Economics for the masses. This is how I classify this book. Freaknomics made this genre famous, and introduced millions into the everyday Economics.
Having said that, this is not a book on Economics. Don Ariely, the author, has this unique style of writing which makes one feel that he knows him for years. This is like a friend talking to me about my own irrational behavior.
A psychologist might scoff at this book, writing it off as another take by a behavior economist into people’s behavior and predicting that by testing decision making empirically. The basic assumption that Humans behave rationally is questioned by the Psychologists and this is the base premise of this book.
One important takeaway from the book is the importance of Money, or rather the lack of it, in influencing people’s behavior. It is re-iterated by multiple examples that Money is the most expensive way to incentivize and social norms and society pressure acts as a better incentive. The basic thing we grapple with on a daily basis – Actual vs. Perceived value.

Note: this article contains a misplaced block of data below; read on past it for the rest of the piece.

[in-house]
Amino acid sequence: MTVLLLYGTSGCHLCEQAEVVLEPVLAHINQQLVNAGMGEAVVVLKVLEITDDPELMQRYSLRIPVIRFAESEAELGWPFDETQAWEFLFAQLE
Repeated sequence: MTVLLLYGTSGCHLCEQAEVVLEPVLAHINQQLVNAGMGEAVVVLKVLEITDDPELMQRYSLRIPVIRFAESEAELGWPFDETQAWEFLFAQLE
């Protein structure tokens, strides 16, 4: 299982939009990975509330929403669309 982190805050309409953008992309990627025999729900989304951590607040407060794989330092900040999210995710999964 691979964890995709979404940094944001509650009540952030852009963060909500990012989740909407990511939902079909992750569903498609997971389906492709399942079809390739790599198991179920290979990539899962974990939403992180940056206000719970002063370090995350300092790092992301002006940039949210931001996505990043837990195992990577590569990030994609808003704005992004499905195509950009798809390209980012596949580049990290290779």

One other important message derived in this book is the fact that most of us are somewhere deep within a little dishonest. We would not dare steal money openly from others, but when there is a layer in the middle, it lowers our inhibition. Yes, that guilt free extra tea bag in a hotel room does count as dishonesty, if it is not your normal behavior. All corporate frauds and white collar financial hara-kiri is seen from this lens and does offer a convincing insight on why people commit the fraud.
This book makes us realize all the irrational decisions that we have been making on a daily basis.
So, now you know why you fall for the extra 5% off on a book on amazon.in, in spite of knowing that you probably do not want to read and will probably never read that book ever again!